Politicians be warned: Urban agriculture is here to stay

Politicians are learning the hard way that resisting urban farming is a no-win strategy. Food security is marching up the priority list in cities around the world.

Growing more food in our cities harms no one, and spins off myriad benefits: better diet, lower health care costs, beautification, safer neighbourhoods, safer food, inter-cultural and inter-generational integration, increased food security, exercise, increased property values near community gardens, less hunger, and, yes, commercial enterprises.

The commercial potential is greatest in desperate, shrinking cities like Detroit, but that isn’t stopping cities everywhere from promoting urban farming any way they can. New York just passed legislation that will, like Seattle, exempt rooftop greenhouses from height limits. New York is also making data about whether city-owned property is suitable for urban agriculture publicly available, and it’s mandating city jails and health centres to buy more locally grown food. Urban farming in New York is growing at what one city councilor there described as “an astounding rate”.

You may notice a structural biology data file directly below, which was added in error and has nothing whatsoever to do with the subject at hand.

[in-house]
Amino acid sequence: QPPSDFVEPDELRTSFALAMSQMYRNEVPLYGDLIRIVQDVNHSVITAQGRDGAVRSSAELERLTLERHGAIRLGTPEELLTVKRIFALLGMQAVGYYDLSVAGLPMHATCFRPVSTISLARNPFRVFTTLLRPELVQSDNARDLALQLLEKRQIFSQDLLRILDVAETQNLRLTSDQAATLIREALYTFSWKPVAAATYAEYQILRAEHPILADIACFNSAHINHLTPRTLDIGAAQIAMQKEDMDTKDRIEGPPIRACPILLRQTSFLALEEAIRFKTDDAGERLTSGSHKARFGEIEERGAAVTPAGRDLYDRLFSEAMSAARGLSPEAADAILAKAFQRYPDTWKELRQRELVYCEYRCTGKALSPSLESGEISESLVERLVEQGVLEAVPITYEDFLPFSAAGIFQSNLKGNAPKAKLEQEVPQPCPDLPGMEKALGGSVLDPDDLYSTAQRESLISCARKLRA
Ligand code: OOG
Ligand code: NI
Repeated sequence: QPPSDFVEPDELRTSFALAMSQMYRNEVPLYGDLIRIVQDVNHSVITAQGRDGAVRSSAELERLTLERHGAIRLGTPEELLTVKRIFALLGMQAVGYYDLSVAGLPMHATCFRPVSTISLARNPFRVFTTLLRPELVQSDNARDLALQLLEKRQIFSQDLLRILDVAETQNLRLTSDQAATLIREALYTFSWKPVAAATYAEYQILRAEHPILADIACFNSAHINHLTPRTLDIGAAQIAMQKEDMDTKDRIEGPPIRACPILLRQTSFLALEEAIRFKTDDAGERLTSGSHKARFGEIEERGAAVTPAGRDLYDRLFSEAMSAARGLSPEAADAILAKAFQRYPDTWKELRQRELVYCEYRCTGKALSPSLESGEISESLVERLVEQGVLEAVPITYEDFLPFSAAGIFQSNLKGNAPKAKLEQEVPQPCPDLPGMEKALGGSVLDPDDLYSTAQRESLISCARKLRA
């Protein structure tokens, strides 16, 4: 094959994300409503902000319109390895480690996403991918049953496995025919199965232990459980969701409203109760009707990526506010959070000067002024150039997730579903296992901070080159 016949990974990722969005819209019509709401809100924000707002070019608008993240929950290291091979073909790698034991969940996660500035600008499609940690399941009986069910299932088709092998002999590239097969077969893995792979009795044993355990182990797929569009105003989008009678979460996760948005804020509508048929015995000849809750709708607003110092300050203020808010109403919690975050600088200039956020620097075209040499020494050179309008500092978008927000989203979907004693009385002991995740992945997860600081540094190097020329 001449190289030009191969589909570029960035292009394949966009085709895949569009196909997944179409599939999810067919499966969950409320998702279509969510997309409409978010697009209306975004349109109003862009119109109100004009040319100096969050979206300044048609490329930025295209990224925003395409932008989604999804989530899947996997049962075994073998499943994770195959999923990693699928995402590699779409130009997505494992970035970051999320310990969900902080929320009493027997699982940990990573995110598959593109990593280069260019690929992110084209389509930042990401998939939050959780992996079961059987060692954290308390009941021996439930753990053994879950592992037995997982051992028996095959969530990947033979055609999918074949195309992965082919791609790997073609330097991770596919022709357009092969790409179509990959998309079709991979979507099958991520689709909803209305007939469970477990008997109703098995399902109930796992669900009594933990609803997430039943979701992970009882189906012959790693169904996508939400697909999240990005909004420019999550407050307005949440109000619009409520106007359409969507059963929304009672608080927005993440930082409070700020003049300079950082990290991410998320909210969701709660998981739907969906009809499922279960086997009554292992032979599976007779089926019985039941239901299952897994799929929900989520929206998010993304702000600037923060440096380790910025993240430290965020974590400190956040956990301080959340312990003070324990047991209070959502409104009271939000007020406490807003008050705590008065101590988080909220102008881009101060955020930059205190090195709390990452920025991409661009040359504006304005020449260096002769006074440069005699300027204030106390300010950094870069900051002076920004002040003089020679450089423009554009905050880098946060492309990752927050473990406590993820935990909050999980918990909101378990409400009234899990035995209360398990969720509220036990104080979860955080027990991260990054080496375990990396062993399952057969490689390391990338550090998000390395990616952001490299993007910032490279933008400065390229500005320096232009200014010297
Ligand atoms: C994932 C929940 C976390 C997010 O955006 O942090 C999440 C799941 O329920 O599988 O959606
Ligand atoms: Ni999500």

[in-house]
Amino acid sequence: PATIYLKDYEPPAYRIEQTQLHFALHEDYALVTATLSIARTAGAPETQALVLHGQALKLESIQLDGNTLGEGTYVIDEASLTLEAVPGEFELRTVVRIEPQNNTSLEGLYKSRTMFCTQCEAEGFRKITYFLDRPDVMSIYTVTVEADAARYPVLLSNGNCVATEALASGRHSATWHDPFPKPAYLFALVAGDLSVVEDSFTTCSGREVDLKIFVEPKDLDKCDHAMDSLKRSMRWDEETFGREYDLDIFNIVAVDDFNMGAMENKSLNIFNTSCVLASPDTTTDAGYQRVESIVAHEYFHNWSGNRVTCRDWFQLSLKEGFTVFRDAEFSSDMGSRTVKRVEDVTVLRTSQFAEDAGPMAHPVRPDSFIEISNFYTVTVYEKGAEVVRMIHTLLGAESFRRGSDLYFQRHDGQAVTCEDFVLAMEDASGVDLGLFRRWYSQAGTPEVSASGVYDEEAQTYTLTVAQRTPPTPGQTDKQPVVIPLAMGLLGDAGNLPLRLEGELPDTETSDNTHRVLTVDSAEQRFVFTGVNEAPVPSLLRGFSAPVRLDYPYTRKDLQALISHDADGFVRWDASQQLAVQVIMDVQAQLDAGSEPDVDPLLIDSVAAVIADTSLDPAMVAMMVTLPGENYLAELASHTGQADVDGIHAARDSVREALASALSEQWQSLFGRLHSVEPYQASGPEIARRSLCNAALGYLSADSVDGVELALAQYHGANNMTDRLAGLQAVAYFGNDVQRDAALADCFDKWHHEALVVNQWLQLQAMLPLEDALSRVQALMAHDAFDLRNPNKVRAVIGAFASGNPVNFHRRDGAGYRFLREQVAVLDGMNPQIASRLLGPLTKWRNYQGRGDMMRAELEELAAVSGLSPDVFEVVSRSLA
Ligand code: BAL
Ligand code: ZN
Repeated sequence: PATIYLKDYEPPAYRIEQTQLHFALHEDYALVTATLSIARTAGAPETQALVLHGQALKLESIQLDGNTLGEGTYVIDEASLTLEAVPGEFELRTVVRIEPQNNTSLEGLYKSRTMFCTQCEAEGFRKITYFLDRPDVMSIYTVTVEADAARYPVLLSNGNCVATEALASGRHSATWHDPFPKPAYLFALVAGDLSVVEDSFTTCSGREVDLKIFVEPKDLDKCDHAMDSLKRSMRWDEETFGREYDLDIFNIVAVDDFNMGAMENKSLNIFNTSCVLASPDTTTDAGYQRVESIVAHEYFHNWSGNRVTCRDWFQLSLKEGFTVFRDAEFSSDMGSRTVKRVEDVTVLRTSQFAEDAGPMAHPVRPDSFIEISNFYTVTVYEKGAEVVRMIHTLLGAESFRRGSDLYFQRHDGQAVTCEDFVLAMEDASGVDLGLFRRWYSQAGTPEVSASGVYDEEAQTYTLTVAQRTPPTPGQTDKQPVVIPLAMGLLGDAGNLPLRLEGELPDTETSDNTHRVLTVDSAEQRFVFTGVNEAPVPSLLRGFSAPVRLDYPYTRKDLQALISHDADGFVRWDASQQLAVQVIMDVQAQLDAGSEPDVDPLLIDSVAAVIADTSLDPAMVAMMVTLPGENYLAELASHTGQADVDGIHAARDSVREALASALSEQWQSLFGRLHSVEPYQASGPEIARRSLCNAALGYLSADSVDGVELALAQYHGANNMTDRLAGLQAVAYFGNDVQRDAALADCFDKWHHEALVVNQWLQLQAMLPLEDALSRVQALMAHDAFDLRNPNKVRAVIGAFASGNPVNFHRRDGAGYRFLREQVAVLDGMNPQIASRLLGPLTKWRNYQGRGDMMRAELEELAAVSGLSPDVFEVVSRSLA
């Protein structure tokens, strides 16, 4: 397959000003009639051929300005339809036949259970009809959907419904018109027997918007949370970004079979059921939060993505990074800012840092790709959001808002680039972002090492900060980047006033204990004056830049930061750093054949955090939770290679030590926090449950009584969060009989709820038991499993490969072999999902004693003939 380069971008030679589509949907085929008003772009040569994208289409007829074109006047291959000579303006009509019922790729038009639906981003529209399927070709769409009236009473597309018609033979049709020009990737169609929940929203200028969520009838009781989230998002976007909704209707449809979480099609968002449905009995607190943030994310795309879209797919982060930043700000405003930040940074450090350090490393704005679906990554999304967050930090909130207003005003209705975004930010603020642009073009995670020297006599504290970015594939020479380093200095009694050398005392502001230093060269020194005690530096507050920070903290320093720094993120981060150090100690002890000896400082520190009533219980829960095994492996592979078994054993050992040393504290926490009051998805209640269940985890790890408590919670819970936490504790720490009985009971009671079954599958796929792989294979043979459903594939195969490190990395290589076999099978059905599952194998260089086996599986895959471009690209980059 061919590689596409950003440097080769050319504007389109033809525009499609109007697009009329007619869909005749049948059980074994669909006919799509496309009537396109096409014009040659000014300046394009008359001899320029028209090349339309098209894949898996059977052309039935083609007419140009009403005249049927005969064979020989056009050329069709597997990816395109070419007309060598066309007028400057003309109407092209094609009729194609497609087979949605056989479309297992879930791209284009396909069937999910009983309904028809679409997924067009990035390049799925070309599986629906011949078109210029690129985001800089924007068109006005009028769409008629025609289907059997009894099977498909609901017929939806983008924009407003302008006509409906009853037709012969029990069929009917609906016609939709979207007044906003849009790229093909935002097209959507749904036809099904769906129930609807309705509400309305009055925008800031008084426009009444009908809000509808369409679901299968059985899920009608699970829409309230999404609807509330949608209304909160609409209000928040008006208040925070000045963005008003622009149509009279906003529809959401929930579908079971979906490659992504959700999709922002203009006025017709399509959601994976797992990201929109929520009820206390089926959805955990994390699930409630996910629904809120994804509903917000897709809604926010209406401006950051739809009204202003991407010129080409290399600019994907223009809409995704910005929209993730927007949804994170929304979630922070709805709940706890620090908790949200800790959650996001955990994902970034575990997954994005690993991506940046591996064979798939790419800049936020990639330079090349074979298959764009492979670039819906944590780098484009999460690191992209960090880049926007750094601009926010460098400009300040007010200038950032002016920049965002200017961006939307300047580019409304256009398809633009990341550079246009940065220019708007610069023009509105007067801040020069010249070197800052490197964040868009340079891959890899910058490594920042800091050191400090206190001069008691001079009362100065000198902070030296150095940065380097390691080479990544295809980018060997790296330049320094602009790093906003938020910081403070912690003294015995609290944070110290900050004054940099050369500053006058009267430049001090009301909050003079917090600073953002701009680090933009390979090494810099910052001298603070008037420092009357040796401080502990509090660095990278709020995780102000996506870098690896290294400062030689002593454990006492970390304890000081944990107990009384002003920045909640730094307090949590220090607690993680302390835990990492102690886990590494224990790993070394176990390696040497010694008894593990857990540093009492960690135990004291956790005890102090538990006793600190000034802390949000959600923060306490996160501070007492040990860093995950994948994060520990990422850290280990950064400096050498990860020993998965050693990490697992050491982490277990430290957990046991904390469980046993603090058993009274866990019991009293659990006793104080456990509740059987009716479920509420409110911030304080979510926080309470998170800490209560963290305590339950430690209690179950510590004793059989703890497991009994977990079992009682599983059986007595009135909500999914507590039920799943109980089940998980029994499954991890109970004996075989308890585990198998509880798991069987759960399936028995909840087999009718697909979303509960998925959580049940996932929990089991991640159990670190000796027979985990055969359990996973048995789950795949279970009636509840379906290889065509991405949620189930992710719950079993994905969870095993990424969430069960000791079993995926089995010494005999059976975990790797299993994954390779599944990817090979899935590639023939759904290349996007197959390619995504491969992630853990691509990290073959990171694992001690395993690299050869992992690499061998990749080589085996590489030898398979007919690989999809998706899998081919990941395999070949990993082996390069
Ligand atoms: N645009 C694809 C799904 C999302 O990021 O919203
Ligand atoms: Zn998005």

Citizens, schools, community centres, seniors’ centres, hospitals and neighbourhood groups, architects, planners and a new breed of commercial urban farmers are jumping into local food growing with a vengeance. Politicians should be making this good work easier, and respecting it in every way possible.

Dirk Becker in his garden in Lantzville, B.C.

 

Fighting this tide could land you in the mud. While Victoria has joined a growing list of cities that allow commercial sales of produce grown on city lots, Lantzville, near Nanaimo on Vancouver Island, has attracted international outrage for persecuting urban farmers. Lantzville resident Dirk Becker and his partner Nicole Shaw live on a 2.5-acre residentially-zoned lot and make $20,000 a year at farmers’ markets selling produce grown on their property. While Becker has lovingly restored the property by piling up sawdust and compost to replace the original soil that was mined and sold by the previous owner, his neighbour prefers the manicured estate look of the golf course that abuts both their properties. The neighbour has the ear of the local council, which last fall ordered Becker and Shaw to “remove all piles of soil and manure” from their property and boulevard and “cease all agricultural activities”. The order was based on a bylaw that says, vaguely, that residentially-zoned properties cannot “grow crops”.

Becker’s case has drawn hundreds of his supporters to public meetings and attracted international attention, positioning Lantzville as a gross aberration of a sustainable town, where petty partisan process trumps common sense. Why would a town on an island where 95% of food is imported not do everything possible to encourage local food production?